A bare pitch in Leeds caused by a turf disease meant paradise for Underwood and humiliation for Australia. Underwood took 4–37 and 6–45 as Australia was dismissed for 146 and 136. England made 263 thanks to an eighth-wicket stand of 104 from Illingworth and Snow. A fired-up Australia squared the series in a thriller at the Oval, spurred on by Lillee who took 5–58 and 5–123. Ian and Greg Chappell became the first brothers to score centuries in the same Test innings with 118 and 113 as Australia established a 115-run lead. With D’Oliveira unable to bowl and Snow injured by a Lillee bouncer, England made little impression and Australia made 5–242.
Speedster Jeff Thomson made his Ashes debut at the Gabba in 1974–75 and made an instant impression, taking 3–59 and 6–46. He established a fearsome combination with Lillee that mastered England. In Brisbane, England’s problems were confounded by the loss of Dennis Amiss and Edrich, who both had bones in their hands broken by fast deliveries. Fast bowlers Bob Willis and Peter Lever were hostile at times for England but the tall English batsmen had to contend with the raw, sometimes wild and lifting speed of Thomson, the deft variations of the slightly less fast Lillee and the swing of Max Walker. Australia set up a big lead by declaring at 5–288 and in the chase England could not cope with Thomson, supported by an umbrella field.
Mike Denness’s tourists were again outclassed on a fast Perth pitch. England made 208 and Australia replied with 481, featuring a century to Walters in a two-hour session. England scored 293 in its second innings. The third Test at the MCG was drawn, as neither side committed itself boldly enough for victory. At the SCG Australia regained the Ashes. Denness dropped himself with Edrich taking over the captaincy, only to be hospitalised when on the final day the first ball from Lillee cracked two ribs. Australia made 405 and only Knott offered any real fight as England was dismissed for 295. Australia made 4–289 and set England 400. Despite some resistance from Greig and Edrich, after returning from hospital, England was all out for 228.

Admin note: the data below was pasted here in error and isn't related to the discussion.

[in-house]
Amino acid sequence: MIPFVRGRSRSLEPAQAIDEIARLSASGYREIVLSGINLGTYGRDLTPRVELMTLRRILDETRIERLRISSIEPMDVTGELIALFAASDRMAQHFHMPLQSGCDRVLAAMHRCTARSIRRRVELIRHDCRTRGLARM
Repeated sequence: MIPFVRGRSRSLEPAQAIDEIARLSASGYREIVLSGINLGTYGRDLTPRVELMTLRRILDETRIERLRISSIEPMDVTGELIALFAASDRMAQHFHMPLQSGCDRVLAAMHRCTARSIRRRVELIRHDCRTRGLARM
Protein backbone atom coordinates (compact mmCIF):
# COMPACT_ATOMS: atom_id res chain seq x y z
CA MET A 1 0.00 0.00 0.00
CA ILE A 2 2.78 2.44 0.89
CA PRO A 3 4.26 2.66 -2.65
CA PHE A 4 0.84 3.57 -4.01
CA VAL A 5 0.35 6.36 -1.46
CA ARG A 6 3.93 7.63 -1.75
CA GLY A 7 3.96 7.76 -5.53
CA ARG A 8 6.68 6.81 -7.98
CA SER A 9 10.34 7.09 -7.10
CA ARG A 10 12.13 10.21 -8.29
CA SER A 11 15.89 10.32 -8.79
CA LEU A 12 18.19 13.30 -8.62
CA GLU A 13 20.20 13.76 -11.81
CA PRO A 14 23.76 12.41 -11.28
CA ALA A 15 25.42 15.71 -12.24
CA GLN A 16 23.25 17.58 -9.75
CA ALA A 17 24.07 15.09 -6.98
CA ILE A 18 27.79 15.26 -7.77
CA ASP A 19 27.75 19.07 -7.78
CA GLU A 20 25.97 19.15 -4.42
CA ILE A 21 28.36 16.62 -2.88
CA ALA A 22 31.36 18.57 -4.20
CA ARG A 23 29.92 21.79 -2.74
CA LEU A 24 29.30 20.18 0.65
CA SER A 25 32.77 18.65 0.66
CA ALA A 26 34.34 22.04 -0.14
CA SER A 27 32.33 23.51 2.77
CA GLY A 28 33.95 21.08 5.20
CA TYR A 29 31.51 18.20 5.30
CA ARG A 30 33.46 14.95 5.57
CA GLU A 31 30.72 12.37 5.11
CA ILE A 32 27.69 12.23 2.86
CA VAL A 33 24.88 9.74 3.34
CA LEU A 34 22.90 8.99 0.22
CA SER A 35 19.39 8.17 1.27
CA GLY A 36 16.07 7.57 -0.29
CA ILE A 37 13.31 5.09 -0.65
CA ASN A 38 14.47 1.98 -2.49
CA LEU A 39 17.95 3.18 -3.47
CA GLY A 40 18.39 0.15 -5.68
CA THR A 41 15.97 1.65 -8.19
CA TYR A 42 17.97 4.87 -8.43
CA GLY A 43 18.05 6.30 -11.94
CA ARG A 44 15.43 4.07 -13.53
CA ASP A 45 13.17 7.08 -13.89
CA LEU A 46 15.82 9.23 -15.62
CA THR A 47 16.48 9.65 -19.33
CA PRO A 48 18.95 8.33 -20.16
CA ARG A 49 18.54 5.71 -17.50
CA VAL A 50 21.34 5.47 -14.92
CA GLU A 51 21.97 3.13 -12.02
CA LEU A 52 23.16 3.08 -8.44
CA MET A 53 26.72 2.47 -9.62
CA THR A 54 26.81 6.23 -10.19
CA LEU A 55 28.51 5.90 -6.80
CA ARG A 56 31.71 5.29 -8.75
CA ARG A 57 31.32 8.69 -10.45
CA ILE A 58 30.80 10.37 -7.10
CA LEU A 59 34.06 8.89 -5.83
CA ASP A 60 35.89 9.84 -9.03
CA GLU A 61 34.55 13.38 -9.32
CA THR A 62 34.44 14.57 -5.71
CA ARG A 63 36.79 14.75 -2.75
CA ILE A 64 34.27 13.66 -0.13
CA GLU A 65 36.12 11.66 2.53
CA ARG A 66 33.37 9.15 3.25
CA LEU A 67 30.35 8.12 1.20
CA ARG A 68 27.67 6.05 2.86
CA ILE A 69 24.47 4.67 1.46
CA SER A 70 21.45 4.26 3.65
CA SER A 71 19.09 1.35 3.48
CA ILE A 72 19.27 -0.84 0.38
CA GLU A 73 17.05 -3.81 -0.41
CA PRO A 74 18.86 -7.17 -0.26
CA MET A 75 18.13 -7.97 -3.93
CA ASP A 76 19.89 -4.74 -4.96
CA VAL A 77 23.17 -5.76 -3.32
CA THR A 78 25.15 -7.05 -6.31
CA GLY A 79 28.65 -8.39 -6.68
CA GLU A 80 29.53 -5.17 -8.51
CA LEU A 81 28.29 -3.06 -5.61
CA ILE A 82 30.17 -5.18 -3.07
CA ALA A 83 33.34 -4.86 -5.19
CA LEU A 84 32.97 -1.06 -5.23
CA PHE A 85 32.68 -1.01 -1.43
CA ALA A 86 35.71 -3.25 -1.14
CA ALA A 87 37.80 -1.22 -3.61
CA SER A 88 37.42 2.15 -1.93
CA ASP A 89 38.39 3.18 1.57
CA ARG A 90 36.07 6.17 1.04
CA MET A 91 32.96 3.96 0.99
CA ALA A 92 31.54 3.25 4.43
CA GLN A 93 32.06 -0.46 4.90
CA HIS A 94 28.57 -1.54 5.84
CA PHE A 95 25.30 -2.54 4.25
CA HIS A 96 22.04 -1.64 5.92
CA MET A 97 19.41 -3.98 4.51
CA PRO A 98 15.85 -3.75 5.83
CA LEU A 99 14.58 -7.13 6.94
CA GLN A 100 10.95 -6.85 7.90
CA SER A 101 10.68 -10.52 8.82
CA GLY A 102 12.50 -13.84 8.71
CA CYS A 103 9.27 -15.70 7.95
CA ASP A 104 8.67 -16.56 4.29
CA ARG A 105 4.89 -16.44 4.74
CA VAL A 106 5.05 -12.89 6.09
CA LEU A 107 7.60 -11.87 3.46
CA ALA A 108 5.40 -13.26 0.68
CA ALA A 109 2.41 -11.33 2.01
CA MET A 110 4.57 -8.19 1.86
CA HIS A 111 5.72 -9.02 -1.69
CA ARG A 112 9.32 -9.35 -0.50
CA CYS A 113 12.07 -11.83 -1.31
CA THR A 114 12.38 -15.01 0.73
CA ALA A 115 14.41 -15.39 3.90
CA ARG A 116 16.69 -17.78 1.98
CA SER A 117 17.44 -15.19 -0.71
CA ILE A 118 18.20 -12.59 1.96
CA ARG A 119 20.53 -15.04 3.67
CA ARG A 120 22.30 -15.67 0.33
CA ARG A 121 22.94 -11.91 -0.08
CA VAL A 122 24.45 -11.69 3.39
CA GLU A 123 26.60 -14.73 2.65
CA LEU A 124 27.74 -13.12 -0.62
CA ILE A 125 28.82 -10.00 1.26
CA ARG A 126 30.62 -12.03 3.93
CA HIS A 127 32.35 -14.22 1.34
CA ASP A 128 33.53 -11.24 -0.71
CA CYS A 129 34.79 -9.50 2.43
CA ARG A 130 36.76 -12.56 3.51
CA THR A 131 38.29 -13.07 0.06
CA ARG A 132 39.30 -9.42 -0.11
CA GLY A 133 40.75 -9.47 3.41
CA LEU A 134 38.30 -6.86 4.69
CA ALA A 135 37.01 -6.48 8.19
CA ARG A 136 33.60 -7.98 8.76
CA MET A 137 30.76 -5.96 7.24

In Adelaide, the first day was lost through rain and Australia was put in. After being 0–52 Underwood (7–113) was introduced on a drying pitch and took five as the hosts were in trouble at 5–84. Walters and spin bowler Jenner (74) extricated their side and Australia made 304. England batted dismally for 172 as Lillee and Thomson bowled at great pace. Australia pushed home the advantage with 5–272 and the total was clearly beyond England but Knott again showed his class with 106 not out. England took advantage of Thomson’s injury-enforced absence and Lillee’s retirement with a foot injury after six overs to win the sixth Test at the MCG by an innings for a 1–4 series loss. Peter Lever routed Australia, taking 6–38 as the home side struggled to 152. After only one century partnership in the series, England made three in this match as Denness scored 188, Keith Fletcher 146 and Greig 89 in 529. Australia tried hard to bat out the remaining time but succumbed for 373.
Australia retained the Ashes with a 1–0 series win in England in 1975. The first Test in Birmingham was the only one with a result as Australia won by an innings and 52. The visitors dominated from the start, scoring 359. An over into England’s reply a thunderstorm drenched the ground, turning the pitch into a bowling dream. Lillie (5–15) and Walker (5–48) responded and at the end of day two England was 7–83. The next morning they struggled to 101. Following on, England made 173 and had to contend with Thomson (5–38).
Greig was made captain for the Lord’s Test in which England showed more resilience but were unable to press home the advantage in the fourth innings as Australia played out a draw. The Test marked the debut of Michael Angelow, who became England’s first Test match streaker. The third Test at Leeds was abandoned with the match interestingly poised going into the final day. England set up a big lead with 288 and 291. Australia scored 135 in its first innings but Rick McCosker (95 not out) and Ian Chappell showed the way as they made it to 3–220 at the end of the fourth day. That night vandals gouged the pitch and poured crude oil over it in an attempt to draw attention to an alleged judicial injustice.